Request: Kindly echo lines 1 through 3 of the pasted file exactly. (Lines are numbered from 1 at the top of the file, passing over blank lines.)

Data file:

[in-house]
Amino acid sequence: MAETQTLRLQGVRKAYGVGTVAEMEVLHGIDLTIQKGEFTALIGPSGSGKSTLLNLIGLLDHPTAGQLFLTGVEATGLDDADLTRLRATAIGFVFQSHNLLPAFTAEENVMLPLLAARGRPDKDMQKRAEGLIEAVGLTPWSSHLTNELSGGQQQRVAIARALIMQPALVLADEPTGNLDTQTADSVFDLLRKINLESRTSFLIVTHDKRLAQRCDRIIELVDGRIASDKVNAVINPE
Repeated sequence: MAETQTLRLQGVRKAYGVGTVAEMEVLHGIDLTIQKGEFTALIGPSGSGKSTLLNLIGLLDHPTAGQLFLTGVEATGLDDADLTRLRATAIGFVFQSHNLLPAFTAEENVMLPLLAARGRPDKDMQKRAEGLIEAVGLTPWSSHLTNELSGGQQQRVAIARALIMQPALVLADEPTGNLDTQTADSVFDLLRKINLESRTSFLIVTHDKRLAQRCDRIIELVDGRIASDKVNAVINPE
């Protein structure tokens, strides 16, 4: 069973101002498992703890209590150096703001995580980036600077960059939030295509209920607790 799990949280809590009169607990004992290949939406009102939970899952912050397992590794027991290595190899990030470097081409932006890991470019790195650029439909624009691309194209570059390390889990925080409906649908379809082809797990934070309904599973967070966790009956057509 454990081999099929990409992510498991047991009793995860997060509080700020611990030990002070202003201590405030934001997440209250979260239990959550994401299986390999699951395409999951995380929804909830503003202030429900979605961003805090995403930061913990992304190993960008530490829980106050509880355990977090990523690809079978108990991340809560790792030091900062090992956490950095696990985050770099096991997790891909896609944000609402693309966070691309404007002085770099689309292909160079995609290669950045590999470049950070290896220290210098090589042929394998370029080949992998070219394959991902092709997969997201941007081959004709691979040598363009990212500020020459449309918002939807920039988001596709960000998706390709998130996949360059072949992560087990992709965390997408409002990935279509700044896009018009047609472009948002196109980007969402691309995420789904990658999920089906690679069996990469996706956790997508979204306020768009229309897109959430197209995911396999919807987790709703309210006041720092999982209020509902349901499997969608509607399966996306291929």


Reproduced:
[in-house]
Amino acid sequence: MAETQTLRLQGVRKAYGVGTVAEMEVLHGIDLTIQKGEFTALIGPSGSGKSTLLNLIGLLDHPTAGQLFLTGVEATGLDDADLTRLRATAIGFVFQSHNLLPAFTAEENVMLPLLAARGRPDKDMQKRAEGLIEAVGLTPWSSHLTNELSGGQQQRVAIARALIMQPALVLADEPTGNLDTQTADSVFDLLRKINLESRTSFLIVTHDKRLAQRCDRIIELVDGRIASDKVNAVINPE
Repeated sequence: MAETQTLRLQGVRKAYGVGTVAEMEVLHGIDLTIQKGEFTALIGPSGSGKSTLLNLIGLLDHPTAGQLFLTGVEATGLDDADLTRLRATAIGFVFQSHNLLPAFTAEENVMLPLLAARGRPDKDMQKRAEGLIEAVGLTPWSSHLTNELSGGQQQRVAIARALIMQPALVLADEPTGNLDTQTADSVFDLLRKINLESRTSFLIVTHDKRLAQRCDRIIELVDGRIASDKVNAVINPE